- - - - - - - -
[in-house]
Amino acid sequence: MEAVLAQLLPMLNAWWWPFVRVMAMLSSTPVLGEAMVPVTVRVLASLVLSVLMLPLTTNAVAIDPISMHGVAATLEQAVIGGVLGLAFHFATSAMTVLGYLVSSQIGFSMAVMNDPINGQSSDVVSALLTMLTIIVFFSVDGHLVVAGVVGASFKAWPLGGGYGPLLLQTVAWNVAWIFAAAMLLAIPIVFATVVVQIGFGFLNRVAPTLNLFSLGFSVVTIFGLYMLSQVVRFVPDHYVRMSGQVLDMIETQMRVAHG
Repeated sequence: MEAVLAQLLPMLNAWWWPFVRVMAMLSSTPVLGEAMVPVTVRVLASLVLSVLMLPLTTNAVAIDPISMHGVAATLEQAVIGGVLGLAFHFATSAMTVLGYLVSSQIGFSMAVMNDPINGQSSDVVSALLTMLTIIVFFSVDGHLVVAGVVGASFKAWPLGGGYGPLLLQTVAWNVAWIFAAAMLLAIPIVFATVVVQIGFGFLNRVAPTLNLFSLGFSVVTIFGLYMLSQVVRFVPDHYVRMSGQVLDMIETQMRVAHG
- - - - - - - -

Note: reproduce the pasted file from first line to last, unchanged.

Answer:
[in-house]
Amino acid sequence: MEAVLAQLLPMLNAWWWPFVRVMAMLSSTPVLGEAMVPVTVRVLASLVLSVLMLPLTTNAVAIDPISMHGVAATLEQAVIGGVLGLAFHFATSAMTVLGYLVSSQIGFSMAVMNDPINGQSSDVVSALLTMLTIIVFFSVDGHLVVAGVVGASFKAWPLGGGYGPLLLQTVAWNVAWIFAAAMLLAIPIVFATVVVQIGFGFLNRVAPTLNLFSLGFSVVTIFGLYMLSQVVRFVPDHYVRMSGQVLDMIETQMRVAHG
Repeated sequence: MEAVLAQLLPMLNAWWWPFVRVMAMLSSTPVLGEAMVPVTVRVLASLVLSVLMLPLTTNAVAIDPISMHGVAATLEQAVIGGVLGLAFHFATSAMTVLGYLVSSQIGFSMAVMNDPINGQSSDVVSALLTMLTIIVFFSVDGHLVVAGVVGASFKAWPLGGGYGPLLLQTVAWNVAWIFAAAMLLAIPIVFATVVVQIGFGFLNRVAPTLNLFSLGFSVVTIFGLYMLSQVVRFVPDHYVRMSGQVLDMIETQMRVAHG